It seems we were breaking a very ancient law that prohibits protests outside of Parliament when the people you want to protest to are inside. (Quite why you'd WANT to protest outside at any other time is beyond me).

The Angry man in a helmet was unimpressed when I offered myself as the nearest thing he was going to get for a leader. Alex was some way further back down the line. What surprised me more, however, was that for the second time that day our host, Lynne Jones, who was walking beside me, had almost as much trouble getting the respect of the local police too ... at least until she produced her Commons ID card, when the tone suddenly turned to "M'am". I never quite graduated past "You stand there !".

The BBC rushed up gleefully at this point.

"Have you been banned from going inside ?" asked the reporter ? You could see the disappointment on her face, when we explained that we hadn't.

For somebody like me ... frightfully middle class, not used to marches and demos, and accustomed to a very different reception from the police under any other circumstances, it was an object lesson in what happens when you march under a banner, and become a "threat".

Satisfied that we weren't going to blow the place up though, the police stood us in the little coral between the fence and the arched public entrance, awaiting our chance to go inside. Parliament was busy that day. Several groups were booked into the Jubilee Room, where we planned our press conference ... and only one, it seems, was to be allowed in the building at any time.

The depersonalisation didn't end there, either ... when I was ordered (not asked, but ordered), to stay back and identify any members of our party who strayed up the wrong steps towards the central lobby, rather than down into Westminster Hall, where we were headed. (I didn't like to point out that I had no more idea of who belonged in our party than them !)

It's odd, because on the half dozen or so occasions when I've come to the same place, and jumped the public queue outside, armed with my invitation to parliamentary forum meetings, the reception's been very different. It wasn't like that either when I passed the same way, a couple of years ago, in a party of 30 "Conservative Ladies", on a day out to see the workings of Parliament. Policemen like to flirt ... and I'm certainly not averse to innocently flirting back. My entrances to the Palace of Westminster have always usually been pleasant, polite, smiling affairs. On this occasion, however, I found the contrast rather chilling. Today I was not a person under that banner ... I was not me, but someTHING else.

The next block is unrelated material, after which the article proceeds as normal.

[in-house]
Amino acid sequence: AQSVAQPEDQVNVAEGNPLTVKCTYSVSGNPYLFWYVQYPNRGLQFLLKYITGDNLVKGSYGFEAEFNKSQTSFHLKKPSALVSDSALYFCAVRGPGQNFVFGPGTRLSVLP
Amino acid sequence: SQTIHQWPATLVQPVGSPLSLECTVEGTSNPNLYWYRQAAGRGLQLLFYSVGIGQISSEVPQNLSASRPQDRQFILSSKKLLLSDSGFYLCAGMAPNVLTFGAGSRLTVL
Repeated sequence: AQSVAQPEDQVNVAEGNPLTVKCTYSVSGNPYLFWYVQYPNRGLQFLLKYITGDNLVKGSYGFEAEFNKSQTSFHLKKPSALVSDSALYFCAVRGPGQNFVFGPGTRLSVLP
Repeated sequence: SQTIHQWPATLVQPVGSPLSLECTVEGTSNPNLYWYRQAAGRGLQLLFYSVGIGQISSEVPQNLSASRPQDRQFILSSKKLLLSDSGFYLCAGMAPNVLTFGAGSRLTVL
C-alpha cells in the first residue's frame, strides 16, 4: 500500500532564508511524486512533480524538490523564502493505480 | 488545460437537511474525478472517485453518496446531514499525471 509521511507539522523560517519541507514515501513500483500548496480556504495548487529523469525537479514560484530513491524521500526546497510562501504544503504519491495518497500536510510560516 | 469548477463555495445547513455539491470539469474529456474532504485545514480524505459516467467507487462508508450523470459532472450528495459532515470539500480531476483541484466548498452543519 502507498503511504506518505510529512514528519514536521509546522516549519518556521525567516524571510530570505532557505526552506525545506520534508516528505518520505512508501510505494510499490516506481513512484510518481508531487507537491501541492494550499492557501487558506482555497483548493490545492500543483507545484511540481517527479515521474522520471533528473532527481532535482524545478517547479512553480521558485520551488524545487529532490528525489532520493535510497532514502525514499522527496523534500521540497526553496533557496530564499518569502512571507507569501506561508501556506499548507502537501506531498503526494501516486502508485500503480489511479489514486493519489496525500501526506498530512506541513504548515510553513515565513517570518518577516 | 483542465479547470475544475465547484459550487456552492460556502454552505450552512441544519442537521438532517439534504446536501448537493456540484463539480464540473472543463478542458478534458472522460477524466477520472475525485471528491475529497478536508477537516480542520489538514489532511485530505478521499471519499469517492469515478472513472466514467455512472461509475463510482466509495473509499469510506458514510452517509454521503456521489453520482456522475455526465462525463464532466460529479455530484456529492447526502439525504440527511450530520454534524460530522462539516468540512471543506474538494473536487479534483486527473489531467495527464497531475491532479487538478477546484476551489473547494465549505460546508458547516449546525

Press, what press ?

The press conference itself, reminded me of our fringe meeting in Brighton, three weeks previously. Seats stuffed with transsexual people ... but not a lot of press ... or MPs for that matter.

To her credit, Lynne Jones had rushed into the building ahead of us, and managed to drag three colleagues from the tearoom to join her. And note that I said the TEA ROOM ... not another meeting. Plenty of MPs ... all of whom had been sent a letter announcing the conference, weeks beforehand ... found it more important to drink tea than come and see us.

The press coverage had diminished a bit by this point too, with the two television cameras down to one ... albeit now supplemented by a stills photographer from the Press Association.

So we said our pieces to an audience of the converted, and then adjourned outside for a few photos to be taken, before urgently seeking a coffee shop in which to warm up and get a drink.

The sun may have been out, but the air was chill. Or was it the air ?

The end of a chapter

Outside Parliament

I paint a gloomy picture, perhaps ... though that's deliberate. And I've recorded the occasion as a set of impressions, rather than a more impersonal report, in order to try and better convey the sense of being there, rather than to lose what personal record there is behind a speech of self-congratulation for the campaign.